I myself am satisfied about you, my brothers, that you yourselves are full of goodness, filled with all knowledge and able to instruct one another. But on some points I have written to you very boldly by way of reminder, because of the grace given me by God to be a minister of Christ Jesus to the Gentiles in the priestly service of the gospel of God, so that the offering of the Gentiles may be acceptable, sanctified by the Holy Spirit. In Christ Jesus, then, I have reason to be proud of my work for God. For I will not venture to speak of anything except what Christ has accomplished through me to bring the Gentiles to obedience — by word and deed, by the power of signs and wonders, by the power of the Spirit of God — so that from Jerusalem and all the way around to Illyricum I have fulfilled the ministry of the gospel of Christ; and thus I make it my ambition to preach the gospel, not where Christ has already been named, lest I build on someone else’s foundation, but as it is written, “Those who have never been told of him will see, and those who have never heard will understand.” This is the reason why I have so often been hindered from coming to you. But now, since I no longer have any room for work in these regions, and since I have longed for many years to come to you, I hope to see you in passing as I go to Spain, and to be helped on my journey there by you, once I have enjoyed your company for a while. At present, however, I am going to Jerusalem bringing aid to the saints. For Macedonia and Achaia have been pleased to make some contribution for the poor among the saints at Jerusalem. They were pleased to do it, and indeed they owe it to them. For if the Gentiles have come to share in their spiritual blessings, they ought also to be of service to them in material blessings. When therefore I have completed this and have delivered to them what has been collected, I will leave for Spain by way of you. I know that when I come to you I will come in the fullness of the blessing of Christ. I appeal to you, brothers, by our Lord Jesus Christ and by the love of the Spirit, to strive together with me in your prayers to God on my behalf, that I may be delivered from the unbelievers in Judea, and that my service for Jerusalem may be acceptable to the saints, so that by God’s will I may come to you with joy and be refreshed in your company. May the God of peace be with you all. Amen.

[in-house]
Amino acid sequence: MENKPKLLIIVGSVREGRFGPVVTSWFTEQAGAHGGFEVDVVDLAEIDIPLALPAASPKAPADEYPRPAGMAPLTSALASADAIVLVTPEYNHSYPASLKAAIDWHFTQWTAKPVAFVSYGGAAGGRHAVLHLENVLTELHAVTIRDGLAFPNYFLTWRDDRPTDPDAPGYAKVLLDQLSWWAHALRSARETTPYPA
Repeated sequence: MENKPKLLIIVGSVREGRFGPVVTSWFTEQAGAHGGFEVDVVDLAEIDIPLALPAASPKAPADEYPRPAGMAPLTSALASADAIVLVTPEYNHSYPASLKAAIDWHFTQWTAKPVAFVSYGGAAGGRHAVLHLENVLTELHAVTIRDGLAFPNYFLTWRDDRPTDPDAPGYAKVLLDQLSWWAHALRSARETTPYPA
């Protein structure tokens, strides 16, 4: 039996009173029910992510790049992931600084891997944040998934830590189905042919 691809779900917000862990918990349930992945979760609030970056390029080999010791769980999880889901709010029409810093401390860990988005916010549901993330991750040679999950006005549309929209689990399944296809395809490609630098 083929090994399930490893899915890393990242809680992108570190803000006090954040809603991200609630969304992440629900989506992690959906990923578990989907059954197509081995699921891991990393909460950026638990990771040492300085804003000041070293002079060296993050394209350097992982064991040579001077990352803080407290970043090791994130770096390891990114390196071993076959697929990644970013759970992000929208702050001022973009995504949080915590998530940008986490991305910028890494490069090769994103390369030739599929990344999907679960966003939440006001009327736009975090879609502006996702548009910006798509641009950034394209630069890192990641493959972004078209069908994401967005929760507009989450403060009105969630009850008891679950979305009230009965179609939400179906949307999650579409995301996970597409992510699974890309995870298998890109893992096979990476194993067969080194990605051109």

We see in Paul’s words a mission, a passion — to preach the gospel to the Gentiles. This drove Paul to pray for God’s power, wisdom and courage.
Therefore, it is axiomatic that believers will not develop consistent dependent communications with God apart from a compelling cause. While purists will argue that this should not be the case, nevertheless it is the case. If a life of prayer is a goal, pray that God will give you a burden, a passion, a mission, a vision or a hope that is beyond human capabilities to accomplish. Absent of an impossible mission, prayer will continue to be a little used opportunity that most Christians reserve for emergencies.